Different generations often have a different look at many things, including their views on stewardship, the definition of “sustainable” and their philosophies about ecological principles. We refer to some of those differences as their “agro-environmental ethos,” meaning that they have come to the table with different feelings about their place in agriculture and the environment. Different generations may feel very differently about their obligations as land stewards, such as the ways they want to use the lands, the ways they want to implement management and their views on food. Thoughts may not be the same between parents and children or parents and grandchildren. This can also be the same with different generations in leased land relationships. The same human conflict issues can present themselves on leased lands as well as family lands.
It’s important for everyone involved to understand that even on leased lands, these conversations still need to happen so that everyone understands each other’s views. A really good way to get all of that out on the table is to have management plans so that you can talk about why you want to stock the numbers or why you want to use prescribed fire. Having a plan tells the story about why you want to make the decisions. Both lessees and lessors should have management plans. Those plans help guide the stewardship principles you want to adhere to. Many conflicts are because nobody has a plan that can be explained to the other party; instead “plans” are all stored away in minds and translated as feelings instead of strategy.
One of the misconceptions about leased lands is that non-owner operators do not care about the land they lease and that non-operator landowners are only interested in getting paid and not in the management and long-term care of the property. American Farmland Trust recently released a report on a survey “Understanding and Activating Non-Operator Landowners: Non-Operator Landowner Survey Multi-State Report” that helped put some of those misconceptions aside. The main outcome of the report was that both parties can and do have stewardship values that guide their rental and leasing of lands. The following takeaways from the report can provide insight to both lessors and lessees who are interested in maintaining stewardship principles as a goal.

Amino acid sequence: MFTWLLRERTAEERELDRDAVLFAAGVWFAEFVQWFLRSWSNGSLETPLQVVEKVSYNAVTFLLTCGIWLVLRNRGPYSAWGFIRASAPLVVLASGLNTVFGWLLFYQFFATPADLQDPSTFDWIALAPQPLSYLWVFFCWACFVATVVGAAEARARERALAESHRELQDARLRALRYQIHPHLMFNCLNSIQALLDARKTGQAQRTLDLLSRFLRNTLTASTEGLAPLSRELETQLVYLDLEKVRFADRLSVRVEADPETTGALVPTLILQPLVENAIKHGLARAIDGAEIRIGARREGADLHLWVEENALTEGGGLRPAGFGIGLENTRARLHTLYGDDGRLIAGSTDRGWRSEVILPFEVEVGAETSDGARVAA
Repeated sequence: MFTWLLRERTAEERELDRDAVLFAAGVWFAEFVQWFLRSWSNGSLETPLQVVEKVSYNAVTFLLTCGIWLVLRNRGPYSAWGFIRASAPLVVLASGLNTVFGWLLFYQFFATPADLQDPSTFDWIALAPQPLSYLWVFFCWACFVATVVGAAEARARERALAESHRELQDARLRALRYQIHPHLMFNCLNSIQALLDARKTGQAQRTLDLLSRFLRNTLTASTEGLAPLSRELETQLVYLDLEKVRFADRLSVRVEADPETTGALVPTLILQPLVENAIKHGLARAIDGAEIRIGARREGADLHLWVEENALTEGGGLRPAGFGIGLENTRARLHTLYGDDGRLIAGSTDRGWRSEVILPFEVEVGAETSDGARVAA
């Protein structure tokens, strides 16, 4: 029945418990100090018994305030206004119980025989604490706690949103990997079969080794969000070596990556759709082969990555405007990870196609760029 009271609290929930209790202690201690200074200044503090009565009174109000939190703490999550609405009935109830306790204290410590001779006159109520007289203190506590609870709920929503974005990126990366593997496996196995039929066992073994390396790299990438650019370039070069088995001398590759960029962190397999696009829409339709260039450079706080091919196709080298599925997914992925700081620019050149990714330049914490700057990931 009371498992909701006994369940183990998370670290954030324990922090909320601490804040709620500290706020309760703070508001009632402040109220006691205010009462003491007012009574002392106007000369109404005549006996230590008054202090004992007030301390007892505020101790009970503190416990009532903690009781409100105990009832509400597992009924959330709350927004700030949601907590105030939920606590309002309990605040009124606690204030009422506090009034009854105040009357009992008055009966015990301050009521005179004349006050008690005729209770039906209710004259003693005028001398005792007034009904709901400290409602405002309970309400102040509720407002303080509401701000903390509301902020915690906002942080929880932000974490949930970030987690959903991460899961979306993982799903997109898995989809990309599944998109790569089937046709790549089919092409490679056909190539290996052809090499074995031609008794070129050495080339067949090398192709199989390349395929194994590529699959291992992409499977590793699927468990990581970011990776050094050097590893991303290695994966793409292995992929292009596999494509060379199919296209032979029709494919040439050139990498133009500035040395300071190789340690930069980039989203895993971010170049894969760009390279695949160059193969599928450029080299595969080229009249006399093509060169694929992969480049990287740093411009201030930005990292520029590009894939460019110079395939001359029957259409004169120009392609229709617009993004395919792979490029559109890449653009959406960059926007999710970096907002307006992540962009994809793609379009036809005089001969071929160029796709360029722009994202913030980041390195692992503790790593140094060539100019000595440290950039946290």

Lessors: Actively seek lessees who share the same principles. Put stewardship principles and expectations into the contract as well as ways to monitor and create accountability for lessees to maintain long-term sustainability for rented lands. Stewardship and conservation tools as well as financial and technical support are still available on rented lands.
Lessees: Ask for multiple-year leases to build sustainability in practices and economics. Develop forage, grazing and livestock management plans even on rented lands.
Both: Establish clear communication options and plans, especially for conflict management. Make clear who covers what expenses and costs.
The upward trend in leased lands was seen in both the 2012 Census of Agriculture and the 2017 Census of Agriculture. If there is no significant change in trends in the buying of agriculture lands, we anticipate that the 2022 Census of Agriculture will see a continued upward number of lands owned by non-operating landlords as well as an increasing percentage of production lands that are leased for use.
In the future, we anticipate that more resources will be found within the industry to help solve these new challenges. Potential solutions could include information on managing and leasing contracts, how to find available leased lands, ways to advertise for like-minded lessees, and managing risk for leased lands. In any case, both lessors and lessees will have roles to play in defining the sustainability of those landscapes in the near future.